Query & Pitch Tip: DETAILS

Photo credit: jamelah on Flickr
So while I no longer enter pitch contests and things of the like, I do enjoy browsing through them when I have the free time. And oftentimes, when I do, I’m reminded of a very important tip some very wise writers and publishing people have shared regarding your pitch. 

Thou shalt include specific details.

Details are ridiculously important when you write a pitch, whether it’s a query-length pitch, or a Twitter-length pitch. Why? Because without them, your story starts to sound really general and, I hate to say it, unremarkable.

The thing is, without details specific to your novel, we don’t know what makes your manuscript stand out from the rest. We don’t know what’s unique to your story, what makes your book special—and if you want to snag some interest in your manuscript, you need to make that unequivocally clear.

Here are two examples of the difference between a generalized summary and a detailed one.

Throne of Glass by Sarah J. Mass
Generalized summary: An eighteen-year-old fights for her freedom in a competition that will choose a new royal mercenary. 
The actual summary: “After she has served a year of hard labor in the salt mines of Endovier for her crimes, Crown Prince Dorian offers eighteen-year-old assassin Celaena Sardothien her freedom on the condition that she act as his champion in a competition to find a new royal assassin.”  
I bolded some of the parts that are most specific to the novel—the details that really make the second (and actual) summary stand out from the generalized version. The details here really give us a sense of the world in Throne of Glass as well as hinting at some of the underlying tension between the crown prince and our protagonist.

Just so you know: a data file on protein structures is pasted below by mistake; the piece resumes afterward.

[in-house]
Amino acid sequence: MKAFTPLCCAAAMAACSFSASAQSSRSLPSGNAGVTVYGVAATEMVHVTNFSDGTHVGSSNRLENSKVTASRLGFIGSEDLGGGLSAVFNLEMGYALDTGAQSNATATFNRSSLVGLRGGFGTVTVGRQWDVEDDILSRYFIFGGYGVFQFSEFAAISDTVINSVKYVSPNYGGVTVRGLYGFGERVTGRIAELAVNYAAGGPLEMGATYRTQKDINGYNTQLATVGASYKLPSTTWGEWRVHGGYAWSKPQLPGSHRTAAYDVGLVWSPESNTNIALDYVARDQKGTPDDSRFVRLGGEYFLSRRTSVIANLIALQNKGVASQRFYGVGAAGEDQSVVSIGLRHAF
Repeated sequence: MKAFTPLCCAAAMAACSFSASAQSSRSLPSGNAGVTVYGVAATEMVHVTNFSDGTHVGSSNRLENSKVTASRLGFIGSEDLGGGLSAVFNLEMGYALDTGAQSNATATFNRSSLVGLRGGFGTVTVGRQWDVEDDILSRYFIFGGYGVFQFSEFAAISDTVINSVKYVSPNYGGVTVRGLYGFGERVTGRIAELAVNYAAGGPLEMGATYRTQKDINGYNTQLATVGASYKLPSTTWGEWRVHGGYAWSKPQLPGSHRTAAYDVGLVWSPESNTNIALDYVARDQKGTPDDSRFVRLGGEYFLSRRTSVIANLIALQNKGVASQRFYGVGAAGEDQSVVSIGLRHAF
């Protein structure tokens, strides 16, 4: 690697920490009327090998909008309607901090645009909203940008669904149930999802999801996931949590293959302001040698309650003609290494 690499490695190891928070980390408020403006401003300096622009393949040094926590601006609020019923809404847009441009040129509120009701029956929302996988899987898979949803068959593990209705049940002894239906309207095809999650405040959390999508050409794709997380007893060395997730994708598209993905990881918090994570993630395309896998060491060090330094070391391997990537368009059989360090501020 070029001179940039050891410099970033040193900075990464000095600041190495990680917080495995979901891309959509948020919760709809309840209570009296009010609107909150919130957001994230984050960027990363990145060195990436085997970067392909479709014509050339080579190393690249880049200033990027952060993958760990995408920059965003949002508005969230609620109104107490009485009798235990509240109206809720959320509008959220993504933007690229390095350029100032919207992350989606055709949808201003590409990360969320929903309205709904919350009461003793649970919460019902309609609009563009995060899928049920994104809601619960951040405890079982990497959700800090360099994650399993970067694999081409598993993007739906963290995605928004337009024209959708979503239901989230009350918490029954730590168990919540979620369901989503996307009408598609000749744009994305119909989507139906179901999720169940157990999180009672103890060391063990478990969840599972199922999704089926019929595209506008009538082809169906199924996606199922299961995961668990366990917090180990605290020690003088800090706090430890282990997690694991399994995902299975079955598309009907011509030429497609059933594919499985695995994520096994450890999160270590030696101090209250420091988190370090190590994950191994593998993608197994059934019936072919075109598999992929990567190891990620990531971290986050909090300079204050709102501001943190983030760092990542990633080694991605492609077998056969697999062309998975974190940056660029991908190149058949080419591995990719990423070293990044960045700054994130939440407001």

The Coldest Girl in Coldtown by Holly Black
Generalized summary: Worried that she will Turn after surviving a vampire attack, seventeen-year-old Tana heads to a quarantine zone to protect people from herself.  
Actual summary: “When seventeen-year-old Tana wakes up following a party in the aftermath of a violent vampire attack, she travels to Coldtown, a quarantined Massachusetts city full of vampires, with her ex-boyfriend and a mysterious vampire boy in tow.” 
The details here tell us more about the actual attack, give us a great sense of the world that Tana lives in and hints as massive tension between Tana, her ex, and this mysterious vampire boy. 
I could go on, but I think these two really illustrate my point.

Your query or pitch shouldn’t just summarize your book—it should summarize it in a way that highlights what makes it unique, because it’s those unique points that’ll really grab someone’s attention when looking through a flood of pitches.

Do you have details specific to your manuscript in your pitch or query?

Twitter-sized bites: 
“Your query or pitch shouldn’t JUST summarize your book…” (Click to tweet)  
Do you have details specific to your MS in your pitch? Writer @Ava_Jae discusses why it’s so vital. (Click to tweet)


Margarita Morris said...

Good advice - I will try and follow it when I write my own book blurb in a couple of weeks!

Ava Jae said...

Thanks, Margarita! Good luck with your blurb-writing!

Robin Red said...

Bookmarking for later!

Ava Jae said...

Woohoo! :)

Hannah Hunt said...

This is a great post, Ava. For me my issue is picking which details to include to make it all make sense within the shorter pitches, as the sci-fi worlds can sometimes be hard to convey, etc.

Ava Jae said...

Thanks, Hannah! I totally understand that challenge—I can't even tell you how many times I rewrote my query for my SF project because I actually lost count. (I can say it was more than ten times.) The important thing, I think, is to pick the details that are essential to understanding the story. Then, if you have room for extras, you can slide a detail or two in for worldbuilding/atmospheric purposes, but if not, it's okay.

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